After many years together, my Linksys WRT54G and I have parted ways. In its place, I'm now using an 802.11g-based Apple AirPort Express with AirTunes that was passed along to me. Besides not wanting to fork out the extra beans (c'mon, who here isn't saving up money for an iPad) for a shiny new 802.11n Airport Express, the devices living in my current wireless ecosystem are more g-leaning. That, and I don't really need the speed of 802.11n or the ethernet cable connection afforded to me by the WRT54G.
Or so I thought.
I had just restored my Apple TV to factory settings when I realized that I'd have to transfer 20GB of videos back to it from my MacBook Pro. Waiting for paint to dry would be more fun than waiting for all 20GBs to transfer using the AirPort Express's 802.11g connection. Or, for old times' sake, I could bring the WRT54G out of temporary retirement and connect the two together. But I didn't want to do that.
as all modern ethernet-equipped Apple products are of the gigabit ethernet spec, I could just plug an ethernet cable directly between the two and party like it's 1999. And if this was 1999, I wouldn't be able to do this without a crossover ethernet cable. Update: As pointed out in the comments, the Apple TV actually doesn't have a gigabit port -- it's a 10/100 connection -- but both the Mac and ATV ports support auto-sensing, which removes the requirement of the crossover cable when connecting the two devices.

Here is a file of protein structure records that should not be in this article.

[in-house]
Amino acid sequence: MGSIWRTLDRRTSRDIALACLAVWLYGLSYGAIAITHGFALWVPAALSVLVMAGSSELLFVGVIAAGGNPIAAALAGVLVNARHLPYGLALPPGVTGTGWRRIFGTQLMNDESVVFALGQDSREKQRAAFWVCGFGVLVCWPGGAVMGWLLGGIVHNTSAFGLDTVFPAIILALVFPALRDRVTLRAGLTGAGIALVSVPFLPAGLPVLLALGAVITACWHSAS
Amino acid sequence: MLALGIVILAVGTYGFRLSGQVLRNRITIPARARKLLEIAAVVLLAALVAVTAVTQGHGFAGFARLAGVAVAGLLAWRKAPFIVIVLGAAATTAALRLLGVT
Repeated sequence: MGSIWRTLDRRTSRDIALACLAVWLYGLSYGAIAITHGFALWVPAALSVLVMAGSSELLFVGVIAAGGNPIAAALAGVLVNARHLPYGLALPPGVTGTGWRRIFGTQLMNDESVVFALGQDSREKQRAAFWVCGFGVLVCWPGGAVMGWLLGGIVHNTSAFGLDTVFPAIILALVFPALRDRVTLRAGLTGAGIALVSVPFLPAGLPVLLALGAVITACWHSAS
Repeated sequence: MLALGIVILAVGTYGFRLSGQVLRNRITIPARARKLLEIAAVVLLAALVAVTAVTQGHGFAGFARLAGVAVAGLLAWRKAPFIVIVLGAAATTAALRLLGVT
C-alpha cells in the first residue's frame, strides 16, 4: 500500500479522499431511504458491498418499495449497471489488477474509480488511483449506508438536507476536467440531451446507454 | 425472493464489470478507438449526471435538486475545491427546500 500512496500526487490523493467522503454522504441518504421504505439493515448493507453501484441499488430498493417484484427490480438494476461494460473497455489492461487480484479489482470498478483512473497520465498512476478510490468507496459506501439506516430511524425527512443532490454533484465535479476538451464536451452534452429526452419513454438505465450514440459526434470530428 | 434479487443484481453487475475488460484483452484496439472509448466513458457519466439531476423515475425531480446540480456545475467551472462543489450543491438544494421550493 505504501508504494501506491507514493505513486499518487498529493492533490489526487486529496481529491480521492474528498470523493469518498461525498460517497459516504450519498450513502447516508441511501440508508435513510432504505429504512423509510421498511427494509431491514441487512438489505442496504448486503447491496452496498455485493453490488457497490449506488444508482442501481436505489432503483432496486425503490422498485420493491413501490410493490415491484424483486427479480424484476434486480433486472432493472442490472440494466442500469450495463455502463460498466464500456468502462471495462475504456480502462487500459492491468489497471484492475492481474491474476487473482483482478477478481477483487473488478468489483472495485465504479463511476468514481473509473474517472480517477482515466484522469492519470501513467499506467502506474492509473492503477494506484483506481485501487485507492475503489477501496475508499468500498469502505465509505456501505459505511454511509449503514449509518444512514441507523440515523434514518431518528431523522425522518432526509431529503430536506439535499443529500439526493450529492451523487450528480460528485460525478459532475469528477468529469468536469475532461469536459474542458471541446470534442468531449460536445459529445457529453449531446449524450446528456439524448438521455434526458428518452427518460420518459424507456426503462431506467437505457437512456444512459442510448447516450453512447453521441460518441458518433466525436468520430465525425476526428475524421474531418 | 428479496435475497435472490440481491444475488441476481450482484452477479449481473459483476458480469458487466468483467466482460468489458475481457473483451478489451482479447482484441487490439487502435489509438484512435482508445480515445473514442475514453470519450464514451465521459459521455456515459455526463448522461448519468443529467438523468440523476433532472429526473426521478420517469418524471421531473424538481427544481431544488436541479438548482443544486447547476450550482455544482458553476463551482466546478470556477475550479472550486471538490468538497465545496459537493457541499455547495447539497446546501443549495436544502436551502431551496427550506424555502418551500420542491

To begin, you may want turn off the AirPort connection on your Mac to avoid any network device priority issues. After connecting your Mac directly to your Apple TV, head on over to "Settings" on your Apple TV and select "Network." Then, hop on over to "Configure Ethernet" and select "Use DHCP." Voila! You may now sync to your heart's content.
Neat trick if you need to transfer a lot of files fast. Of course, it'll use the port up on both computers, and you won't have the use of your internet connection during the transfer, but for a quick share, it's the easiest way to do things.